London – some time later…

Some weeks ago, I went to San Francisco for Intel Developers Forum, to present a Moblin training session. It was my first business travel since my relocation to London, and many colleges I haven’t seen in a while wanted to know how the whole moving thing was working out for me. As I was telling them and repeating it several times, I started missing home, and this time home meant London. It’s said that you are really adapted to a place after six months, and this is my sixth month, so I guess I made the transition already.

While I was away, the stuff I missed most were my flat, my bed, my pillow, my things. After so much trouble to get everything the way I wanted (cancerian, argh…) – from finding someone to assembly my wardrobe bought piece by piece at IKEA (which have stores almost as far as a galaxy far far away…), to paint and assembly the legs and lift the 32kg glass top for my computer table all by myself, to the wall stickers – so it’s natural I want to enjoy it. But there are many things I like in here as well.

The most practical effect is feeling safe. As any other big city, London has its crimes and problems, but it’s completely different from Sao Paulo, where I used to drive with one eye always in the mirror, always scare to drive home late, avoided using my cell phone on the street and didn’t watched the news anymore to avoid panic syndrome. This fact alone already makes it worthy. Now I need to stop reading news from Brazil so often, because every time I do it depresses me, and I feel sad for friends and family, although makes me happier for leaving. Here, even some neighborhoods considered ‘dangerous’ like Brixton aren’t that bad; three guys in the office live there and said it isn’t so bad.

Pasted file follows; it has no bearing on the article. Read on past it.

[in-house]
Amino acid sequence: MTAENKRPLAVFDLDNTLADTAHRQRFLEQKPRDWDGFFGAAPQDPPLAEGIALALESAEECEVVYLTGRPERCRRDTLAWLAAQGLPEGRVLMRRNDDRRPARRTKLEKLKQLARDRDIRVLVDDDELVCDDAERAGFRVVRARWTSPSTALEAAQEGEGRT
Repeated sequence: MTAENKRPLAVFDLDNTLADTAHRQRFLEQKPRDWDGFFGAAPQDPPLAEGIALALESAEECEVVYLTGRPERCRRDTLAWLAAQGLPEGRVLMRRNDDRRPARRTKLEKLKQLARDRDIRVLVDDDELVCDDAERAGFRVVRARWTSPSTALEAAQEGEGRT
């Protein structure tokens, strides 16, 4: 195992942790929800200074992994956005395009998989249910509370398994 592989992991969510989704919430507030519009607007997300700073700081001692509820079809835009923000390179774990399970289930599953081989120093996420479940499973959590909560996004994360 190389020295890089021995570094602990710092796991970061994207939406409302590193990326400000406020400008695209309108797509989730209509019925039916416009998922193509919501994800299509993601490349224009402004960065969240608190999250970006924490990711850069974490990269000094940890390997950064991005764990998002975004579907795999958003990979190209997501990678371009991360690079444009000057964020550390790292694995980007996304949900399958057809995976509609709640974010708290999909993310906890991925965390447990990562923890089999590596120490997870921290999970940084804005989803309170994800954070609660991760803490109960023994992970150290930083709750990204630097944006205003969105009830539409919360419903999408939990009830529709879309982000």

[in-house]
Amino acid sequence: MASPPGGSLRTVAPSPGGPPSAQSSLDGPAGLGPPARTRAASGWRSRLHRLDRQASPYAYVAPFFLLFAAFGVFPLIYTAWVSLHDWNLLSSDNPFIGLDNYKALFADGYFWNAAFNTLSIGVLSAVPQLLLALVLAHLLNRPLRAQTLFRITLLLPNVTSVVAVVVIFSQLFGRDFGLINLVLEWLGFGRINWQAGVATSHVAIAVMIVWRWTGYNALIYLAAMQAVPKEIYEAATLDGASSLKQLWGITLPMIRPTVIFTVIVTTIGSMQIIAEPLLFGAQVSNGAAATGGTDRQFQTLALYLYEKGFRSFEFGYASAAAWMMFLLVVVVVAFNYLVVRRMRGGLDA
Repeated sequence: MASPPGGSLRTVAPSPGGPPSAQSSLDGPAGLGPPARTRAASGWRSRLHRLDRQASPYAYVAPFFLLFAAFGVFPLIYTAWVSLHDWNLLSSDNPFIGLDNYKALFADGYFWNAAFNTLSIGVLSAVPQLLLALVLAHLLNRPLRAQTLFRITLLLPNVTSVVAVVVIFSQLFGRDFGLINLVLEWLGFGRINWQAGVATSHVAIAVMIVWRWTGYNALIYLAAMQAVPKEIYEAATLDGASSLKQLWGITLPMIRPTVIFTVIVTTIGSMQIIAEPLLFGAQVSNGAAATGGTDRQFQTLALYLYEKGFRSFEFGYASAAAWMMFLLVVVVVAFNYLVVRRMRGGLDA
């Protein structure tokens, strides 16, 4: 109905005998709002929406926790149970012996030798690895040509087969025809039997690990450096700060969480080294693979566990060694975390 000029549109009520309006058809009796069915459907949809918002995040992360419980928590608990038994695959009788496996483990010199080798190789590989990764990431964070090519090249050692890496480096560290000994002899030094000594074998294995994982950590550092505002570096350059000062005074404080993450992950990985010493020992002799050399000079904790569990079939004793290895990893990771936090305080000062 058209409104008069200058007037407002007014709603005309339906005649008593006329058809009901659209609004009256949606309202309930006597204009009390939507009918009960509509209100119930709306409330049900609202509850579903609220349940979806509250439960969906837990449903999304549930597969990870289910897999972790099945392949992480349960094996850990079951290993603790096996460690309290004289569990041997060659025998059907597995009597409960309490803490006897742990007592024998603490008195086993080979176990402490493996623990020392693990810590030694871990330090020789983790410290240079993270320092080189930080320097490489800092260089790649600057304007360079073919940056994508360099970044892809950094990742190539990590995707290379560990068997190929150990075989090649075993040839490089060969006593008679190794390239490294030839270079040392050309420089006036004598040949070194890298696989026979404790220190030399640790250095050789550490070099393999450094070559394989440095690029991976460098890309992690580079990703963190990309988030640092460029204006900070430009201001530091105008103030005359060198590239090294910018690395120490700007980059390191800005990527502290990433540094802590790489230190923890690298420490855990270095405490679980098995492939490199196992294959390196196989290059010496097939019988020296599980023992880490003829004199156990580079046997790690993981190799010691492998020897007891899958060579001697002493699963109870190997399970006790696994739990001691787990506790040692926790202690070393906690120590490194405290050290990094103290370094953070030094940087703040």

But I think my favorite thing is that any day, anywhere, you will hear at least half dozen different languages: French, Japanese, German, many others I don’t recognize and of course, Portuguese. It’s unbelievable the amount of Brazilian in this city, there isn’t a single day where I don’t hear one, from socialites-wannabes posing for pictures next to the Big Ben to friends talking on the bus – always the louder ones. My new PT is Brazilian (and I’m her personal nerd :D), as well another PT and the receptionist at the gym – our little mafia. At the office with about 20 people, I guess only half are British. It’s normal to see women in saris or veils in the street, and even in burkhas; they go side by side with the micro skirts on the tube. Meanwhile, in Brazil, a student was harassed and threatened to be raped because she went to university (university!!!) on a mini dress…

It took me about two weeks to start understand and assimilate the accent, although I still need to concentrate when someone Scottish is speaking. But now I can understand the comedy shows on the telly 🙂 for the accent and the events of that week. Make fun out of the prime minister is always on the agenda. The sense of humor here is very different, acid, sarcastic (I love it), pushing – and sometimes crossing – the boundaries of offensive, but that boundary goes different for each person. I bought the dvds of the original The Office, with Ricky Gervais; I had watched the American one before, with Steve Carrel. The difference between the two shows reflects perfectly the British sense of humor. While watching the American version, I very often felt sorry for Carrel’s character. When I was watching the original, it was the first time I physically hated a fictional character. Every time Gervais character used to enter the scene, I wanted to punch him. Coincidentally, on the same weekend I caught one of his stand-ups on the TV. While most of the time I was laughing so hard I was crying, sometimes I couldn’t believe he was actually saying that. Another precious moment was listening – also on TV – Phill Jupitus talking about an insane guy who entered the lions’ cage on London zoo, and about his arachnophobia. Update: I thought Gervais was bad(in a good way), but I found out he is just middleweight. Watching Jim Jefferies, I discovered the heavyweights…